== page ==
###### Jonathan Fong

U.C.Berkeley
M.Ed.,San Francisco State Univ.

Jonathan has been teaching since 2000 and currently teaches chemistry at a top-ranked high school in San Francisco.

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# Tips for Approximating Delta G from Cell Potential - Concept

Jonathan Fong ###### Jonathan Fong

U.C.Berkeley
M.Ed.,San Francisco State Univ.

Jonathan has been teaching since 2000 and currently teaches chemistry at a top-ranked high school in San Francisco.

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Here are some tips for approximating delta G from cell potential. So here we have the equation delta G equals -nF and then the cell potential that we have here.

So using the example one, I'll show you the calculation and how the short-cut will help you out here. So let's take a look. So if you're given the balanced redox equation already, a short cut for finding the number of electrons, here's a trick.

Take a look of the number of atoms of each thing that you have that's half size or reduced. So if you take a look at the golds, there's only one atom on gold on both sides, and 3 atoms of silver on both sides. So between the gold and the silver, the lowest common multiple between those number of atoms; 1 and 3 is 3. So you have 3 moles of electrons. That's how you figure it out. So that's the trick.

So if we plug it in, to the equation, it's a salt. So delta G equals negative and then n is the number of moles of electrons. So that's 3 moles of electrons here, times F. That's Faraday's constant. So it's 96485 Coulombs per mole of electron times. Then the cell potential is 0.70V or 0.70Joules per Coulomb because a volt is equal to J/C.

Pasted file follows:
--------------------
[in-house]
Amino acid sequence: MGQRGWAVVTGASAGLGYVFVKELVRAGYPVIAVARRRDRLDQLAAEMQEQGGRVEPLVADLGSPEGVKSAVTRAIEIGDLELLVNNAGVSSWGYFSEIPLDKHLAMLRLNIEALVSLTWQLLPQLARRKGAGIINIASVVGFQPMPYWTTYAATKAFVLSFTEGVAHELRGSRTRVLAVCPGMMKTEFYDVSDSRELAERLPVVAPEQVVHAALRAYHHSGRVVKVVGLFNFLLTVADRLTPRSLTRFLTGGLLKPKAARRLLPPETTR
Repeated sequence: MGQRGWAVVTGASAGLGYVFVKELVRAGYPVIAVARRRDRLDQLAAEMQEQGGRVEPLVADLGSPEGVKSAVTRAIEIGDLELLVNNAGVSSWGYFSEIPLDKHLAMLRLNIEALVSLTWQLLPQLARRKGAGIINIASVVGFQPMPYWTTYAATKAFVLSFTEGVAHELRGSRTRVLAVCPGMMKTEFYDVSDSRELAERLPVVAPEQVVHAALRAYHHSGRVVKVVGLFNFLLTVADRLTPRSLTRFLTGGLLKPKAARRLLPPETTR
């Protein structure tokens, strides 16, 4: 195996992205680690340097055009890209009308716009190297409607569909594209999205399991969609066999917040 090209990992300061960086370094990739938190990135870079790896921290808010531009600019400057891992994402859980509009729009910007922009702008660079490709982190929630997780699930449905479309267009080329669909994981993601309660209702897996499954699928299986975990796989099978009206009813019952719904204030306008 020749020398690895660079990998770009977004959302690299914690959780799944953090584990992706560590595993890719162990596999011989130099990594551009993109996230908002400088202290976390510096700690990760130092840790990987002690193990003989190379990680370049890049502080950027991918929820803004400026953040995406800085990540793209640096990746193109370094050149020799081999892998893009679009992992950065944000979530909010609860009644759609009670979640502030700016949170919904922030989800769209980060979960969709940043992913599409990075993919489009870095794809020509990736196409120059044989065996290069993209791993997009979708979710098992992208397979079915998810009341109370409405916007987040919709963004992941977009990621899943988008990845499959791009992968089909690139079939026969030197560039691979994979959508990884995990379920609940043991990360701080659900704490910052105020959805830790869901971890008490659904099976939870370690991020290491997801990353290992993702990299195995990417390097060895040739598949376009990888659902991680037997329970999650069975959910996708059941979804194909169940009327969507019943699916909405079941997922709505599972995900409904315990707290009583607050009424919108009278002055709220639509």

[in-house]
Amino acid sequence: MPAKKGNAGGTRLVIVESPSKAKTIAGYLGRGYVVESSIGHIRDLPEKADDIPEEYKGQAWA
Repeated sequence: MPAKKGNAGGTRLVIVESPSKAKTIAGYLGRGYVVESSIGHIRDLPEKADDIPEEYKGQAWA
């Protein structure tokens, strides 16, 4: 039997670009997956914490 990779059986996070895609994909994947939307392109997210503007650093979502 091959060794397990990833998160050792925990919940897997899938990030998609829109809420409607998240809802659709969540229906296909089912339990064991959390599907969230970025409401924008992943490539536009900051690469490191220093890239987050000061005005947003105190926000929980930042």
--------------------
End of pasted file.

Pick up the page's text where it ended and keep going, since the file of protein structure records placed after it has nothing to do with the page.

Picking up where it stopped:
So you do the math, delta G that equals -202,618J and that's equal to, in kilo joules, -202.618kJ. So I'll show you a shortcut or a trick for how to calculate delta G or something pretty close to it. So what we'll do is we'll take the number -100, and we'll just use this as the multiplier. Times the number of moles of electrons, so that's 3. Times the voltage or the cell potential. So in this case it's 0.70, so cell potential. Then when I multiply all those, I end up with -210kJ. Then -210kJ is a pretty close approximation to what the actual delta G of that reaction is.

Since delta G is negative, it tells you that the reaction is spontaneous and that's temperature because the sign is negative for delta G amount. So let's take a look at our example here, example 2.

So the things that get oxides and reduce, probably the Manganese and probably the Fluorines. So the Manganese we have 2 atoms here. We have 10 atoms of Fluorine and the same thing on the opposite side. So the lowest common multiple between 2 and 10 is 10. So we have 10moles of electrons that's being transfered.

So let's do our delta G approximation. So we'll take a number -100 and we'll multiply it times 10 because that's the number of moles of electrons times the cell potential, so that's -1.36V. Then you multiply them out then you get -1360kJ. This is the approximation that you have here.

If you did the math, then the actual value would be +1312kJ, that's pretty close. So since Delta G is positive, then the reaction would be non-spontaneous at that particular temperature.

So hopefully these tips and these tricks will help you in approximating delta G in cell potential, and also, how to figure out the number of moles of electrons, without splitting them into half reactions. Have a good one.